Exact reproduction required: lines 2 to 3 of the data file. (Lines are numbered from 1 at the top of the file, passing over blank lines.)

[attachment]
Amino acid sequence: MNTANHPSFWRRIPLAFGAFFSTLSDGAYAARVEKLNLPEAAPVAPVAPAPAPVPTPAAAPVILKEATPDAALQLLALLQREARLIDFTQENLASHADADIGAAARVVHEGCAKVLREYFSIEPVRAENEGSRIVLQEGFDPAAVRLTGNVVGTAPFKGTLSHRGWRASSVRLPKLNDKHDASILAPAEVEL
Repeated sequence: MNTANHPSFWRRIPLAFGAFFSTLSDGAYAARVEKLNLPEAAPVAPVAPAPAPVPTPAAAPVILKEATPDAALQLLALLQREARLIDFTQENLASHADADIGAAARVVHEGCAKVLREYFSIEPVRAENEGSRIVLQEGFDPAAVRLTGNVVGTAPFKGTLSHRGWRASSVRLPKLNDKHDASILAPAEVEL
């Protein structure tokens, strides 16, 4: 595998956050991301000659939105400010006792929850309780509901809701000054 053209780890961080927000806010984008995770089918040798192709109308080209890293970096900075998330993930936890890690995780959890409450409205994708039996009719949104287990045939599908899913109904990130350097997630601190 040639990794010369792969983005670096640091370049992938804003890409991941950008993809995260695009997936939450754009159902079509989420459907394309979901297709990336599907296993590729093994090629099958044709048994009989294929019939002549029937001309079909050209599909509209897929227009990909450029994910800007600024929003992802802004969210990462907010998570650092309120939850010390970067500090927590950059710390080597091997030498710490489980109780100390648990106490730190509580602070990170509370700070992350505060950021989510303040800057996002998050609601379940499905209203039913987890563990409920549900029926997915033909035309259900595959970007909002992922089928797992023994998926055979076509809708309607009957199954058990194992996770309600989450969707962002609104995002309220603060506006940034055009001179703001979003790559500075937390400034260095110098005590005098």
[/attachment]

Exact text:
Repeated sequence: MNTANHPSFWRRIPLAFGAFFSTLSDGAYAARVEKLNLPEAAPVAPVAPAPAPVPTPAAAPVILKEATPDAALQLLALLQREARLIDFTQENLASHADADIGAAARVVHEGCAKVLREYFSIEPVRAENEGSRIVLQEGFDPAAVRLTGNVVGTAPFKGTLSHRGWRASSVRLPKLNDKHDASILAPAEVEL
């Protein structure tokens, strides 16, 4: 595998956050991301000659939105400010006792929850309780509901809701000054 053209780890961080927000806010984008995770089918040798192709109308080209890293970096900075998330993930936890890690995780959890409450409205994708039996009719949104287990045939599908899913109904990130350097997630601190 040639990794010369792969983005670096640091370049992938804003890409991941950008993809995260695009997936939450754009159902079509989420459907394309979901297709990336599907296993590729093994090629099958044709048994009989294929019939002549029937001309079909050209599909509209897929227009990909450029994910800007600024929003992802802004969210990462907010998570650092309120939850010390970067500090927590950059710390080597091997030498710490489980109780100390648990106490730190509580602070990170509370700070992350505060950021989510303040800057996002998050609601379940499905209203039913987890563990409920549900029926997915033909035309259900595959970007909002992922089928797992023994998926055979076509809708309607009957199954058990194992996770309600989450969707962002609104995002309220603060506006940034055009001179703001979003790559500075937390400034260095110098005590005098």